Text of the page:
I’m not much of a shopper. If I’ve been in a store for more than 10 minutes without any kind of results I start to get sleepy, cranky and I feel warm and sweaty and consider bolting out an emergency exit (that’s what they are for, right?) but instead just walk quickly to the nearest door and ultimately freedom.
So you can imagine I don’t look that forward to the Christmas season and all that ensues on the shopping side of things.
However I also love the holiday and, even if I have to say so myself, despite my obvious shopping deficiencies, I usually come through OK with the family on the present side of things.
In fact the wife and kids are usually quite happy with the gifts from the old man (at least they say they are maybe YOU should ask them and let me know), which, although pleases me, also puts some pressure on dear old dad to come through every year.
It’s usually not that difficult as I try to pay attention to what they think they need as well as what I think they may need, not that they truly want for anything, prepare a reasonable budget, make a list, hit the right stores (hopefully) at a strategic time (again, hopefully) and I’m in and out and all done in, say, an hour and a half. No sweat, literally in my case, see problem shopper description above.
However, this year I’m starting to get a little nervous about pulling off the old Santa Claus routine without a hitch.
All of a sudden there’s only seven shopping days until the big event, how the heck did that happen?
And I have no clue what I’m going to do this year.
Part of the problem is the boys are getting older and the usually reliable toy department is kind of a stretch, even if I sometimes fail to notice they’re almost all grown up, heavy sigh.
Sometimes clothes can work, although it’s always a little risky having dad pick out things to wear for teenagers, and I’ve had some success in this department. At least they wear the stuff, although maybe just to make me happy but I don’t think so.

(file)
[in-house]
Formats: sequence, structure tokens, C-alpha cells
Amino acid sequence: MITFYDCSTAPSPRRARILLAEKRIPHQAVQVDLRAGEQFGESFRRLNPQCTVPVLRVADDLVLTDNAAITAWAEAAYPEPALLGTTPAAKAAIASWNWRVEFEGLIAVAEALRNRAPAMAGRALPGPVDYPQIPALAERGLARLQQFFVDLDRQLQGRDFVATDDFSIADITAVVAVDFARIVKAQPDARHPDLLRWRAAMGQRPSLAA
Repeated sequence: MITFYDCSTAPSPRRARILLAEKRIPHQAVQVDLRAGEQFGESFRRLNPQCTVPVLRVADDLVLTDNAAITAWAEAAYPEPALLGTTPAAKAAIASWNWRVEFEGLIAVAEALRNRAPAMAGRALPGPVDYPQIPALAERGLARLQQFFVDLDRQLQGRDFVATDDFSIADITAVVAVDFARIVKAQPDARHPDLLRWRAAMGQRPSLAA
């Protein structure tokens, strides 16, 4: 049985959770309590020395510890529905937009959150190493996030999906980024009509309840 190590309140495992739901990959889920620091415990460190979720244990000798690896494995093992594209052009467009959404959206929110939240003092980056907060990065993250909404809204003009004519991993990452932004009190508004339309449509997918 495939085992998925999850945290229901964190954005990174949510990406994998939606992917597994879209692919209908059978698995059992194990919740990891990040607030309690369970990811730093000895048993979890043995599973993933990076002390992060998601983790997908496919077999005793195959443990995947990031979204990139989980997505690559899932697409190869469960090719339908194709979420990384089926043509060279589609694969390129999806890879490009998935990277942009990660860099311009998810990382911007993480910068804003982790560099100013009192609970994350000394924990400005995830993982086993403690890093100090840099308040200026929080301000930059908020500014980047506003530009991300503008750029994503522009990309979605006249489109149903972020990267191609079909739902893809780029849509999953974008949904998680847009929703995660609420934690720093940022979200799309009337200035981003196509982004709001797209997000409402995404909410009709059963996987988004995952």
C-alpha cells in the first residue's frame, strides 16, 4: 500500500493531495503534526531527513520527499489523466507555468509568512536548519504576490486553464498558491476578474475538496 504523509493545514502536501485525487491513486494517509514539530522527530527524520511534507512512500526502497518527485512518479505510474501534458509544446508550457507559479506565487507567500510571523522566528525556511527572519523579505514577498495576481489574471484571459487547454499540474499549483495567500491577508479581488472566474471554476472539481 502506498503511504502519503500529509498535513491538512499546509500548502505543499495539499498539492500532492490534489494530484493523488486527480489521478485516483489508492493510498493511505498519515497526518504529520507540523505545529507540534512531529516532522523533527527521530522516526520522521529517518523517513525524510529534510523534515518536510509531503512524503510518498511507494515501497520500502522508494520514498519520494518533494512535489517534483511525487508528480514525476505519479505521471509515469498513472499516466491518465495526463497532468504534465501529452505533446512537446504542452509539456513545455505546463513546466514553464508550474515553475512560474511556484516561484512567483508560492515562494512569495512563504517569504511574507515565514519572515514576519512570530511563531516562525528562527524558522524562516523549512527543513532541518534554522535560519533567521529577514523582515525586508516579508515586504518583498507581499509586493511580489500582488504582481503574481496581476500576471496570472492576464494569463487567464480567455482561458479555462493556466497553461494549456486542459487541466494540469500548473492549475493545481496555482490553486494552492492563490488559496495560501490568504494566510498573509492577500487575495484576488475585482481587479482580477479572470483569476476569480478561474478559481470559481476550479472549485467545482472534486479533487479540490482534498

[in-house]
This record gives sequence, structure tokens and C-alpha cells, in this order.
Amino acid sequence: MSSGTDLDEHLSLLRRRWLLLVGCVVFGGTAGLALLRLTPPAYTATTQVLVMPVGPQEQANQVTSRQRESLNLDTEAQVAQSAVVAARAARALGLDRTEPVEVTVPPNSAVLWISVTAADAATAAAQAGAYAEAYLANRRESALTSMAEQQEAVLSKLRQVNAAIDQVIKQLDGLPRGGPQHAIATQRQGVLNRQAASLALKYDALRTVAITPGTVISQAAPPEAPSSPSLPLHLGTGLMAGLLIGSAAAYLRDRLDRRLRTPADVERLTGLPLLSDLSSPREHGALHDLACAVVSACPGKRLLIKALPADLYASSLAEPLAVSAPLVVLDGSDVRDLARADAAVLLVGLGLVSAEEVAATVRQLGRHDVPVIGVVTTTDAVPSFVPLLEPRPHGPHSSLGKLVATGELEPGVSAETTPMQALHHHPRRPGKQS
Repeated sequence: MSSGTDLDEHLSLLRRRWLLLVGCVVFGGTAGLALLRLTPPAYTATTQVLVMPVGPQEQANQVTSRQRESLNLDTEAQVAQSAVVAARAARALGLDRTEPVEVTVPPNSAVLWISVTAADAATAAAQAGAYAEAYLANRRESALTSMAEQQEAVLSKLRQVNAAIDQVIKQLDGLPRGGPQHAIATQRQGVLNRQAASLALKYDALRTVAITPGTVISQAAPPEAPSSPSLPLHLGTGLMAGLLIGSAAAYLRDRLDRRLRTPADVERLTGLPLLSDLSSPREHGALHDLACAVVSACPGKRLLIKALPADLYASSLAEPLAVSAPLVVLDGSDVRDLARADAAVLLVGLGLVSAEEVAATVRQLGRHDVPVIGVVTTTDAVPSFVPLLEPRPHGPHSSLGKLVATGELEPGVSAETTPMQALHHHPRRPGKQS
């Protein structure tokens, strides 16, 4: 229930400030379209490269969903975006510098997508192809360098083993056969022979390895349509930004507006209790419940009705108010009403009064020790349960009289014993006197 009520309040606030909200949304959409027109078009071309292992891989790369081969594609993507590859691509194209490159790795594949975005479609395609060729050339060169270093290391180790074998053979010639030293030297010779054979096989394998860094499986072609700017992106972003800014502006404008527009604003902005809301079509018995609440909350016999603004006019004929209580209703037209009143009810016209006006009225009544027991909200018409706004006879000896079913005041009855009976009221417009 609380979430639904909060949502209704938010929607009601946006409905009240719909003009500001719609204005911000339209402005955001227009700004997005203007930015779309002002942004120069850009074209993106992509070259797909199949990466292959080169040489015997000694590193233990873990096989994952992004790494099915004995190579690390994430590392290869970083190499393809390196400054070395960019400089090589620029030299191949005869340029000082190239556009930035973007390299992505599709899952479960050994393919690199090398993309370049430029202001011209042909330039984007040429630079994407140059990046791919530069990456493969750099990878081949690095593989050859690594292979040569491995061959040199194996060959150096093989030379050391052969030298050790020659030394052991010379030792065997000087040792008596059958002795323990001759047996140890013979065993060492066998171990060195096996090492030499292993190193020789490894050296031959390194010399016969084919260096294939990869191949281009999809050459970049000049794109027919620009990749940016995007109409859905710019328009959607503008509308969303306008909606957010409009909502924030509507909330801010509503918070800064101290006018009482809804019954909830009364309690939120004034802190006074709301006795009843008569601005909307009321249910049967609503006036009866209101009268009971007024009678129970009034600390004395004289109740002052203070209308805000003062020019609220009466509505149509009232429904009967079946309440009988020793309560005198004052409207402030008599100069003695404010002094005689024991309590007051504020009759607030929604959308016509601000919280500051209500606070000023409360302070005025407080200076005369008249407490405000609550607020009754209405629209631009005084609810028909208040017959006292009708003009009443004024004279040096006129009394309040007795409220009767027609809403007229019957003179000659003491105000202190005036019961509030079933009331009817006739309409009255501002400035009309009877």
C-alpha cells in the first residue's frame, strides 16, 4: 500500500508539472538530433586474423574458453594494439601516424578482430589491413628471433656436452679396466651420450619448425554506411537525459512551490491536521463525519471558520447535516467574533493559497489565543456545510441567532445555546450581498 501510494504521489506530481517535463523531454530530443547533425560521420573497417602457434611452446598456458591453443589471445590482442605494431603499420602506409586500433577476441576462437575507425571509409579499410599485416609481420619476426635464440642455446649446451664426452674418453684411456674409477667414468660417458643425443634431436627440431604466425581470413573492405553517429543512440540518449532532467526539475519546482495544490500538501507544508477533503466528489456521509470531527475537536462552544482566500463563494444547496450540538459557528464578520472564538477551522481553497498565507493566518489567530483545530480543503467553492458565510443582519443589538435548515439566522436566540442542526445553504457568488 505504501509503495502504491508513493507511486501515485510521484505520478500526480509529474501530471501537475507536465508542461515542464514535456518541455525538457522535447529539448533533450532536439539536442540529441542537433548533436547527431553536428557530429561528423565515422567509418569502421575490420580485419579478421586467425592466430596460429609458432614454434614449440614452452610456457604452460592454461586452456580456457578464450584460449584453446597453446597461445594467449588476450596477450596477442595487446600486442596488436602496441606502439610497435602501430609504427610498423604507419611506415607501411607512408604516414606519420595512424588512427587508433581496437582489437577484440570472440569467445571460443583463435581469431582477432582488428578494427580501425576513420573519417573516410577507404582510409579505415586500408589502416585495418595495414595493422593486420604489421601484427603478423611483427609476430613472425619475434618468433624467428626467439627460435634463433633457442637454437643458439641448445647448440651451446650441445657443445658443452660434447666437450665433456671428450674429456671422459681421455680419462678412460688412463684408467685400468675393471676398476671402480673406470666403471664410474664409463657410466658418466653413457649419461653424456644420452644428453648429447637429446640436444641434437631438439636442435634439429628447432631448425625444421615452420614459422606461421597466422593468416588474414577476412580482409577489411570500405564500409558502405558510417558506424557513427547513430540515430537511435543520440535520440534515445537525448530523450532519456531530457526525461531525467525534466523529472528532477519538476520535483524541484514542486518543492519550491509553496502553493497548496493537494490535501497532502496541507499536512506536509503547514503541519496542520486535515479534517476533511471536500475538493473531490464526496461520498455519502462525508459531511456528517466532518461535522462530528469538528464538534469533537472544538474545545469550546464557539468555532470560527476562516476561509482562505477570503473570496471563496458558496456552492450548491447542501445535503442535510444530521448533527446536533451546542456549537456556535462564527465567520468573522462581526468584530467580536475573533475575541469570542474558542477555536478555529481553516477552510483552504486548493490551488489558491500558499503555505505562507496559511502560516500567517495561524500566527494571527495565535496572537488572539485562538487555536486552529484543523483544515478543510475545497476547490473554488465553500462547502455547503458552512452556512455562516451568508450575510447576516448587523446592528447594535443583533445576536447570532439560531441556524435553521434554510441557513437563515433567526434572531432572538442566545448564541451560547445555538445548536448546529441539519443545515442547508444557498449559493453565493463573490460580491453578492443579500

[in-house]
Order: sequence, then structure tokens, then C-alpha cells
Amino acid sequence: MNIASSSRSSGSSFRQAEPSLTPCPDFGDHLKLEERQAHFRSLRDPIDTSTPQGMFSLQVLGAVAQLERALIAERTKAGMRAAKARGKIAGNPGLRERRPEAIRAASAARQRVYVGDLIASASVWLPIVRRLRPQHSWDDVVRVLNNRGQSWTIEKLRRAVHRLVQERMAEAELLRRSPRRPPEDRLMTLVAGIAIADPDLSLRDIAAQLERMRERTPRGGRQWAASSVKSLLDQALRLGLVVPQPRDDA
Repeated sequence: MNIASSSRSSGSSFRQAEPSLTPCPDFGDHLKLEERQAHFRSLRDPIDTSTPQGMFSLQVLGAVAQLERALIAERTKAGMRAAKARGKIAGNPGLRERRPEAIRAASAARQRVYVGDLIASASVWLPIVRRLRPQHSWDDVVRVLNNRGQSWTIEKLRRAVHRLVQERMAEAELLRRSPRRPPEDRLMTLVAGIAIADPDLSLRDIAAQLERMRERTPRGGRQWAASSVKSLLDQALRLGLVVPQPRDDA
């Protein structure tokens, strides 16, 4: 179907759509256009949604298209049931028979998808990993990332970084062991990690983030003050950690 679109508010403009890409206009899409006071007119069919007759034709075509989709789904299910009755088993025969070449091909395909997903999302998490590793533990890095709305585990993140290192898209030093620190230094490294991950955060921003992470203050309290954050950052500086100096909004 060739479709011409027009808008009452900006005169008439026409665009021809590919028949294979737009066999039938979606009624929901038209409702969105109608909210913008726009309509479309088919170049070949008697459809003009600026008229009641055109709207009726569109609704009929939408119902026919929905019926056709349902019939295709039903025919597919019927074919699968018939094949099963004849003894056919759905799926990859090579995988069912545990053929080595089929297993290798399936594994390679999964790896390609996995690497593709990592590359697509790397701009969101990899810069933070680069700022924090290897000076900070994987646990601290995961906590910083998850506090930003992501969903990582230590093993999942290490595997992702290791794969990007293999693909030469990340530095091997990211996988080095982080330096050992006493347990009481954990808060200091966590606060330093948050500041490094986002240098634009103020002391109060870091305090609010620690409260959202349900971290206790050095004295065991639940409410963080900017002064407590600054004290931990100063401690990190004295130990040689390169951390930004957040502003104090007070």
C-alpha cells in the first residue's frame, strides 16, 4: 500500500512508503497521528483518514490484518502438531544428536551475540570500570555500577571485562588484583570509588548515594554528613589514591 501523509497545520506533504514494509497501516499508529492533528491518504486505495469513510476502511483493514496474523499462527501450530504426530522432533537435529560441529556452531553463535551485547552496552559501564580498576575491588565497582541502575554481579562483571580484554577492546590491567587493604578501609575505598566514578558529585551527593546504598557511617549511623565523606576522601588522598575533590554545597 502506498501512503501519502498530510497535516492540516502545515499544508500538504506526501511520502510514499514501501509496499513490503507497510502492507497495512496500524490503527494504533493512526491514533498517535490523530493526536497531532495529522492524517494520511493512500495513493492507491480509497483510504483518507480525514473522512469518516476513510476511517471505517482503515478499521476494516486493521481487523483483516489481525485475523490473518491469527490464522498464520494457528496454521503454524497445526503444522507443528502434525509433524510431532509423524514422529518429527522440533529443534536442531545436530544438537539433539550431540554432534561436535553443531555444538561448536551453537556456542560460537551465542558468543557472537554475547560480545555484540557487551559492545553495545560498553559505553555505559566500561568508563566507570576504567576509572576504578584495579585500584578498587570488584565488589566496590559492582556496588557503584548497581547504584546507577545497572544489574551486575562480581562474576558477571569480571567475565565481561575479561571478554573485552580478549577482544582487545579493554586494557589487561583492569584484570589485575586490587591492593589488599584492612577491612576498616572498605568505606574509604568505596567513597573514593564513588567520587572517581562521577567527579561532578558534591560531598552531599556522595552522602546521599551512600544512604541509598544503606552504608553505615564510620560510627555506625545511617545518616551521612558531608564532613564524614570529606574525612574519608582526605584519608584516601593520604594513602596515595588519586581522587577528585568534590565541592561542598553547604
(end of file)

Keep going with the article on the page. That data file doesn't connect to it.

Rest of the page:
But one’s already told me “no clothes this year” and is considering whether hockey equipment he wants actually qualifies as Christmas-gift status, the other one’s offered nothing, I assume just trusting that dad will come through as he always does.
Right. Tick, tock.
At least my wife is good about these kinds of things, plus she wouldn’t trust me to pick out any kind of clothes for her.
I remember early on in the relationship I bought her a pink and white, and green I think, hoodie (hey, pink is her favourite colour) that I don’t think I ever saw her wear. I recall asking her about it one day but I can’t remember what her response was. Good thing it wasn’t expensive, come to think of it maybe that was the problem, eh?
Anyway one night this week we’ll hit the right store together and she’ll maybe point out something specific or two and then she’ll vanish and someone will buy it and it will appear under the tree. Yes, it’s a bit of a charade and there’s no surprise element anymore but once it becomes a tradition it can become almost sweet and everyone’s happy, OK?
Anyway there’s still the boys to think about and the clock is ticking. However I have some faith that a small miracle will happen, it always does, that’s what happens at Christmas, and it should be noted that they don’t have unrealistic expectations. I don’t want you thinking they’re spoiled brats or anything, even though they kind of are.
However, I’m in the newspaper business and I usually react well to looming deadlines, actually if the truth be told that’s the only thing I react to. I’ve got procrastination down to an art form.
And if all else fails there’s always the dreaded but oh-so-handy gift card. I can always blame it on my shopping affliction.
– Glenn Mitchell is the managing editor of The Morning Star. He writes a weekly column for the newspaper. email@example.com